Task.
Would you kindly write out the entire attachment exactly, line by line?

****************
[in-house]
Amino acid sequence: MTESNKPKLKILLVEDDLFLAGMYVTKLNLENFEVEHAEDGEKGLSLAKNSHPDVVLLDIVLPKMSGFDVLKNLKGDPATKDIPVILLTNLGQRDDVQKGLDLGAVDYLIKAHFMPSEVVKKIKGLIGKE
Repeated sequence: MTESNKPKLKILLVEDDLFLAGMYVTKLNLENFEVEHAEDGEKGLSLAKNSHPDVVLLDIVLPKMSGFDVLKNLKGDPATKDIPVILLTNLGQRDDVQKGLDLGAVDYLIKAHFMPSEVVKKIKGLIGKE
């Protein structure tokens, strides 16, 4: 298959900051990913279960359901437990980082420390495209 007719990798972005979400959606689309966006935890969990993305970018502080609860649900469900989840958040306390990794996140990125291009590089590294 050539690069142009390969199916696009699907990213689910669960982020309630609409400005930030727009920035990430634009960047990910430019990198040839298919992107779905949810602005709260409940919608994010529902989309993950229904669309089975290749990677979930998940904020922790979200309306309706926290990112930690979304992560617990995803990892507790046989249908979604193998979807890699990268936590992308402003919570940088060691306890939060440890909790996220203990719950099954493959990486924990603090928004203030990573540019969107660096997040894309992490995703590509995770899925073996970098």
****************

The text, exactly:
[in-house]
Amino acid sequence: MTESNKPKLKILLVEDDLFLAGMYVTKLNLENFEVEHAEDGEKGLSLAKNSHPDVVLLDIVLPKMSGFDVLKNLKGDPATKDIPVILLTNLGQRDDVQKGLDLGAVDYLIKAHFMPSEVVKKIKGLIGKE
Repeated sequence: MTESNKPKLKILLVEDDLFLAGMYVTKLNLENFEVEHAEDGEKGLSLAKNSHPDVVLLDIVLPKMSGFDVLKNLKGDPATKDIPVILLTNLGQRDDVQKGLDLGAVDYLIKAHFMPSEVVKKIKGLIGKE
């Protein structure tokens, strides 16, 4: 298959900051990913279960359901437990980082420390495209 007719990798972005979400959606689309966006935890969990993305970018502080609860649900469900989840958040306390990794996140990125291009590089590294 050539690069142009390969199916696009699907990213689910669960982020309630609409400005930030727009920035990430634009960047990910430019990198040839298919992107779905949810602005709260409940919608994010529902989309993950229904669309089975290749990677979930998940904020922790979200309306309706926290990112930690979304992560617990995803990892507790046989249908979604193998979807890699990268936590992308402003919570940088060691306890939060440890909790996220203990719950099954493959990486924990603090928004203030990573540019969107660096997040894309992490995703590509995770899925073996970098």